Published in DASH #05 - The Urban Enclave
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Piet Blom’s Domesticated Superstructures

During the history of modern architecture the large-scale urban project has been declared dead quite a few times, and not by its least thinkers. Peter Smithson, for instance, would state as early as 1962 that the ‘whole city as big building metaphor’ was a mistake,1 and in 1976 Reyner Banham published his famous history of the megastructure writing that the megastructure concept was ‘auto-destructive’, and had ‘proven to be a self-canceling concept’.2 Nevertheless, with the ‘noughties’ of the twenty-first century behind us, we are not only witnessing the ongoing revival of the 1960s, we actually see such projects being built again. Steven Holl’s Horizontal Skyscraper ‘floating’ over the Shenzhen landscape, for instance, could easily be mistaken for a late version of the ‘random aesthetics’ proposed by Alison and Peter Smithson to accommodate the new ‘patterns of growth and change’, of which their 1953 version of the Golden Lane project is the best-known example. Yet it is not just in the booming economies of the East where we find that the large-scale project is the way forward. Also in European cities smaller and bigger offspring from those superstructures, mega-structures, Grossformen, clusters, mat-buildings and Kasbahs are being built, despite the populist call for neo-traditionalist cityscapes. Think of OMA’s design for the Rotterdam town hall, Jürgen Mayer’s Metropol Parasol for Seville, SANAA’s labyrinthine interiors, or any project by MVRDV. Even in a historic city like Amsterdam there are a bunch of large-scale projects, which seem to be nothing but superstructures in disguise. These are mostly urban redevelopment schemes such as Frits van Dongen’s Funen-park, or, an early example, Kees Christiaanse’s design for the GWL-terrein. Also the Java-island development by Sjoerd Soeters, dressed up as a contemporary version of canal housing, is typo-logically speaking a modernist superblock with endless under-ground parking garages and built in one go by one building consortium, albeit of course in a language much more fit to Dutch bourgeois taste than say the monumental Bijlmer housing estate of the 1970s…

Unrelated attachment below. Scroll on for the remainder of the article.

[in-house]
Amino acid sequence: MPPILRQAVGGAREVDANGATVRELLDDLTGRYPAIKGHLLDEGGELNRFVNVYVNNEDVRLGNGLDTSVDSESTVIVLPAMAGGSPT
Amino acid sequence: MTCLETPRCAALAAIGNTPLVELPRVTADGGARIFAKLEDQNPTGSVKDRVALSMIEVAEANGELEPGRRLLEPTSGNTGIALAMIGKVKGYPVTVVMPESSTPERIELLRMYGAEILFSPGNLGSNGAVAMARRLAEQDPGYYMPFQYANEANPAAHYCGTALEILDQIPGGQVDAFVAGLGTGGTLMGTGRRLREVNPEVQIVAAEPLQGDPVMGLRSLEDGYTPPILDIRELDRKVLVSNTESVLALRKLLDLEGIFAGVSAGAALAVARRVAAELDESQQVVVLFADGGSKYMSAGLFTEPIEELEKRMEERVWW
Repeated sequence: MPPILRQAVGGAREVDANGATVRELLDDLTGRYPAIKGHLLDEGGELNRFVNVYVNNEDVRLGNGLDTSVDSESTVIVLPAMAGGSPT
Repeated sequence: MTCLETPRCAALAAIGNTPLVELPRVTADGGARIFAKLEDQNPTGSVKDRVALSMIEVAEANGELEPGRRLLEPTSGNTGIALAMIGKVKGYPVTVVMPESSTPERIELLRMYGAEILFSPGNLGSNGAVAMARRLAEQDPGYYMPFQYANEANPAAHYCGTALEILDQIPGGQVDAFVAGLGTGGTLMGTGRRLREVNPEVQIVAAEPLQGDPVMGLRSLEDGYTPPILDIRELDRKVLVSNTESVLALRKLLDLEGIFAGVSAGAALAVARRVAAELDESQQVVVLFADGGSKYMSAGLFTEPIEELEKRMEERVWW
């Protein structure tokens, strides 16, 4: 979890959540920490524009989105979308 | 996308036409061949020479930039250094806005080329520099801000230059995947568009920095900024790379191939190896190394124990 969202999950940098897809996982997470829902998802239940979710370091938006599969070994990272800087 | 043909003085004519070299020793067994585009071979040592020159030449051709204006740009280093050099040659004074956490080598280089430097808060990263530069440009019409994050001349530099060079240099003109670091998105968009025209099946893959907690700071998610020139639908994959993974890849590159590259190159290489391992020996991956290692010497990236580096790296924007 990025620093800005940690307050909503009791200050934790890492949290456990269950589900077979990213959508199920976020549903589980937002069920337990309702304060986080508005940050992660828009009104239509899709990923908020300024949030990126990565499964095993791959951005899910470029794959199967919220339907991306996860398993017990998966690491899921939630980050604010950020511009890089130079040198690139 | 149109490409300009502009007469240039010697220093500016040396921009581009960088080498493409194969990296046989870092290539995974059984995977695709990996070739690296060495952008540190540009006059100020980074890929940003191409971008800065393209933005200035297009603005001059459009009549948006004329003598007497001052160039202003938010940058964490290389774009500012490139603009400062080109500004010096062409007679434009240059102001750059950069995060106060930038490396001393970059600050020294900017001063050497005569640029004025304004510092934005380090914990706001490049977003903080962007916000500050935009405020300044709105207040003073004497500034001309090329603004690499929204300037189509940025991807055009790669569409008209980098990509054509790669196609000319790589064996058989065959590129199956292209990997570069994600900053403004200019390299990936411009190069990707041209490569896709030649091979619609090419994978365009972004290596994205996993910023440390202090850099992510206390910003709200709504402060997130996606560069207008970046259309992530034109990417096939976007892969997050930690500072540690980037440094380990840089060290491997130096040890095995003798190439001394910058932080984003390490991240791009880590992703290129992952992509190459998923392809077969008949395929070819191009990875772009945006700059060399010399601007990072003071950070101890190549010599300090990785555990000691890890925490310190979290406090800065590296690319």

• He did so at the Team 10 meeting in Royaumont, 1962; published in Architectural Design, no. 11 (1975), 664-689, and later in: Alison Smithson (ed.), Team 10 meetings (1953-1984) (New York: Rizzoli, 1991).
  • Reyner Banham, Megastructure: Urban Futures of the Recent Past (London: Thames and Hudson, 1976), 216.